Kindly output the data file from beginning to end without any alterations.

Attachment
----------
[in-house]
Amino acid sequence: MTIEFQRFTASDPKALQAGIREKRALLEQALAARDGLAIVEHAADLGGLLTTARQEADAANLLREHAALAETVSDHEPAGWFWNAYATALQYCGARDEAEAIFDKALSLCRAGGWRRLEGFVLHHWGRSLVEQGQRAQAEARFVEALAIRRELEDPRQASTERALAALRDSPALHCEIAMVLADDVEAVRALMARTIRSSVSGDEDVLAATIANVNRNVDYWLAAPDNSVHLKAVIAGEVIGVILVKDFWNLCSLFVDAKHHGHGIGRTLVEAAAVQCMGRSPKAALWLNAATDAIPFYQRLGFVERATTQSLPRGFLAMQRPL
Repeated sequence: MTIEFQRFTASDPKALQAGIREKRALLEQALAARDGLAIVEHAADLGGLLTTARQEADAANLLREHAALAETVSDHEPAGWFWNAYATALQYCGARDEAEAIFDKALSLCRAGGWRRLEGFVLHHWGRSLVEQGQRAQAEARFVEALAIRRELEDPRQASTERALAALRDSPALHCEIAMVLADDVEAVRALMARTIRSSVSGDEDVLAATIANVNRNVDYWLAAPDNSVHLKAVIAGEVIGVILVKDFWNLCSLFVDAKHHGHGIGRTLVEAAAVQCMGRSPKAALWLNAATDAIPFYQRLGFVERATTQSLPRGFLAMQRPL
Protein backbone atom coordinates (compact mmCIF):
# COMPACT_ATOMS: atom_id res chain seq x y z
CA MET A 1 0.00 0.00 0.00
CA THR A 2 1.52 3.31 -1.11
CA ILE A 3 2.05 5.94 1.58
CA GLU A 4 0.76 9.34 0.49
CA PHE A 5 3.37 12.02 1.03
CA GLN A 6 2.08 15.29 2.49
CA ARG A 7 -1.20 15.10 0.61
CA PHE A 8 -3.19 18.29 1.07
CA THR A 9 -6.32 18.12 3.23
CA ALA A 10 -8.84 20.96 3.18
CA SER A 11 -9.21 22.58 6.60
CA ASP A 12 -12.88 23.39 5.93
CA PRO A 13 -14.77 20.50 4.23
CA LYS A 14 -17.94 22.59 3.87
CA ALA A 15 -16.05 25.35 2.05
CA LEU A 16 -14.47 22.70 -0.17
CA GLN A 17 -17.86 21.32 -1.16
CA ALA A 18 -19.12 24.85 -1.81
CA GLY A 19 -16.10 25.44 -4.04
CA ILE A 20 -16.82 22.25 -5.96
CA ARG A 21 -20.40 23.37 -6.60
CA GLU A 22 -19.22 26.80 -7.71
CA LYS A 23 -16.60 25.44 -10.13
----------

[in-house]
Amino acid sequence: MTIEFQRFTASDPKALQAGIREKRALLEQALAARDGLAIVEHAADLGGLLTTARQEADAANLLREHAALAETVSDHEPAGWFWNAYATALQYCGARDEAEAIFDKALSLCRAGGWRRLEGFVLHHWGRSLVEQGQRAQAEARFVEALAIRRELEDPRQASTERALAALRDSPALHCEIAMVLADDVEAVRALMARTIRSSVSGDEDVLAATIANVNRNVDYWLAAPDNSVHLKAVIAGEVIGVILVKDFWNLCSLFVDAKHHGHGIGRTLVEAAAVQCMGRSPKAALWLNAATDAIPFYQRLGFVERATTQSLPRGFLAMQRPL
Repeated sequence: MTIEFQRFTASDPKALQAGIREKRALLEQALAARDGLAIVEHAADLGGLLTTARQEADAANLLREHAALAETVSDHEPAGWFWNAYATALQYCGARDEAEAIFDKALSLCRAGGWRRLEGFVLHHWGRSLVEQGQRAQAEARFVEALAIRRELEDPRQASTERALAALRDSPALHCEIAMVLADDVEAVRALMARTIRSSVSGDEDVLAATIANVNRNVDYWLAAPDNSVHLKAVIAGEVIGVILVKDFWNLCSLFVDAKHHGHGIGRTLVEAAAVQCMGRSPKAALWLNAATDAIPFYQRLGFVERATTQSLPRGFLAMQRPL
Protein backbone atom coordinates (compact mmCIF):
# COMPACT_ATOMS: atom_id res chain seq x y z
CA MET A 1 0.00 0.00 0.00
CA THR A 2 1.52 3.31 -1.11
CA ILE A 3 2.05 5.94 1.58
CA GLU A 4 0.76 9.34 0.49
CA PHE A 5 3.37 12.02 1.03
CA GLN A 6 2.08 15.29 2.49
CA ARG A 7 -1.20 15.10 0.61
CA PHE A 8 -3.19 18.29 1.07
CA THR A 9 -6.32 18.12 3.23
CA ALA A 10 -8.84 20.96 3.18
CA SER A 11 -9.21 22.58 6.60
CA ASP A 12 -12.88 23.39 5.93
CA PRO A 13 -14.77 20.50 4.23
CA LYS A 14 -17.94 22.59 3.87
CA ALA A 15 -16.05 25.35 2.05
CA LEU A 16 -14.47 22.70 -0.17
CA GLN A 17 -17.86 21.32 -1.16
CA ALA A 18 -19.12 24.85 -1.81
CA GLY A 19 -16.10 25.44 -4.04
CA ILE A 20 -16.82 22.25 -5.96
CA ARG A 21 -20.40 23.37 -6.60
CA GLU A 22 -19.22 26.80 -7.71
CA LYS A 23 -16.60 25.44 -10.13